Window of Detection

The length of time a substance or metabolite can be detected is found as the window of detection or detection time. Several factors determine the window of detection and include chemical properties of the substances being tested, individual metabolism rates and excretion routes, route of administration, frequency of use, and amount of substance used, sensitivity/specificity of the test, cut-off concentrations, individual patient factors (eg, health, diet, weight, gender, fluid intake, pharmacogenomic profile), and the biological specimen tested.6

The window of detection for single doses of amphetamines and methamphetamines is around 24 hours. Chronic and high dose use may lead to positive results for 2 to 4 days after last use. Methylenedioxyamphetamine (MDA), methylenedioxymethamphetamine (MDMA), and methylenedioxyethylmethamphetamine (MDEA) are able to be detected for 1 to 2 days.6

(Source: 123RF)

Amphetamine Immunoassay

The amphetamine immunoassay targets amphetamine, methamphetamine, and some illicit anaglogs.4 Amphetamines and methamphetamines are available as prescription medications. There are two groups of amphetamine immunoassay tests: one that only focuses on amphetamine and methamphetamine; and one that also targets “designer amphetamines” (MDA, MDMA, MDEA), and other sympathomimetic amines with the catecholamine ring structure.6 Some medications metabolize to methamphetamine or amphetamine, one exception being selegiline ( N-desmethylselegiline and l-methamphetamine L-amphetamine).6 Methamphetamine is an enantiomer, and the d-isomer has high abuse potential.

Previously, an over-the-counter nasal inhaler containing l-amphetamine was available; however, this has been removed from the market. Another example no longer available in the US is ephedra, a naturally occurring plan similar to several neuroamines, including methamphetamine. Kratom is also a naturally occurring plant-derived drug which at low doses blocks reuptake of neuroamines and at higher doses has opioid partial agonist properties. Although it has been outlawed in many states, kratom is still readily available for purchase in most and is orderable on the Internet. With increased use of kratom, there is a higher likelihood of serotonin syndrome and other drug interactions with sympathomimetics. Moreover, it has been attributed to methadone false positive via immunoassay.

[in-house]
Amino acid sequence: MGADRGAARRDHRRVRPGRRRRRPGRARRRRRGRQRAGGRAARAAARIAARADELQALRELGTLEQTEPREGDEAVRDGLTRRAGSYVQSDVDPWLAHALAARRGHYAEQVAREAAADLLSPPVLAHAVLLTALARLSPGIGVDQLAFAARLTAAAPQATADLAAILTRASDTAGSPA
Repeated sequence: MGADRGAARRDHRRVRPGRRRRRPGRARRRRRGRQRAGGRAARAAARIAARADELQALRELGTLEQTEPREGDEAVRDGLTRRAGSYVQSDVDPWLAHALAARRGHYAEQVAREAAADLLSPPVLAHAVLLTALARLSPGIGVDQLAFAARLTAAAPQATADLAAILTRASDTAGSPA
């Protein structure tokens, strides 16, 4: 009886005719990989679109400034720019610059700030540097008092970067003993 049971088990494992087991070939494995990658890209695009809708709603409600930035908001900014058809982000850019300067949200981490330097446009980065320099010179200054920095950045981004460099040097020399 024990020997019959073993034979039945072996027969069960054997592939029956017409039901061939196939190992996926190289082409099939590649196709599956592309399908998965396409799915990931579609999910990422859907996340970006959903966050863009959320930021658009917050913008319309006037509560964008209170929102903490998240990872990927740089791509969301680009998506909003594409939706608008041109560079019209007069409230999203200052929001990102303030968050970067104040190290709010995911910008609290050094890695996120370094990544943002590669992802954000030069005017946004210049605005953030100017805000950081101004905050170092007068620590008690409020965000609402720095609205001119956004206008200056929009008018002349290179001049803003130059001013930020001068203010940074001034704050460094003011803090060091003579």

The main issue with the amphetamine immunoassay is the high rate of false positive from cross-reactivity (see Table V). Therefore, unless a patient is prescribed amphetamines, a positive amphetamine on immunoassay should be sent for definitive testing.6

Return to Patient Case

The patient’s UDM is positive for oxycodone and amphetamine. The positive oxycodone is expected since the patient is prescribed oxycodone. The methadone may be a false positive from several sources, two of which include kratom or quetiapine, the latter of which was prescribed for this patient. (A future case in this series will focus on UDM considerations for opioids.) The positive amphetamine is not expected. Knowing that the amphetamine immunoassay is highly cross-reactive and that clinical decisions should be made upon definitive testing; the urine sample is sent for GC-MS testing. Of note, the patient is currently prescribed ranitidine and bupropion that are listed as possible false positives on the amphetamine immunoassay. Even knowing these are common cross-reactants, it is important to order additional testing to make sure it is a false positive and not due to the presence of methamphetamine/amphetamine.

Results of GC-MS testing were shown as follows: Bupropion, Oxycodone, Noroxycodone, and Oxymorphone. Based on the definitive testing, no further action is needed as the results show expected prescribed medications and their metabolites and no unexpected substances are present.

Conclusion

Urine drug monitoring is an important risk-mitigation strategy recommended in treatment practice guidelines for patients prescribed chronic opioid therapy for chronic pain. Frequency of UDM is determined by patient risk. Key considerations should be applied, including test type, specimen validity, cut-off concentrations, and detection window, as well the amphetamine immunoassay with regard to its major pitfall: false positives.

 

Editor's Note: This article was updated after print publication.

Last updated on: August 2, 2019
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Cases in Urine Drug Monitoring Interpretation: How to Stay in Control (Part 2)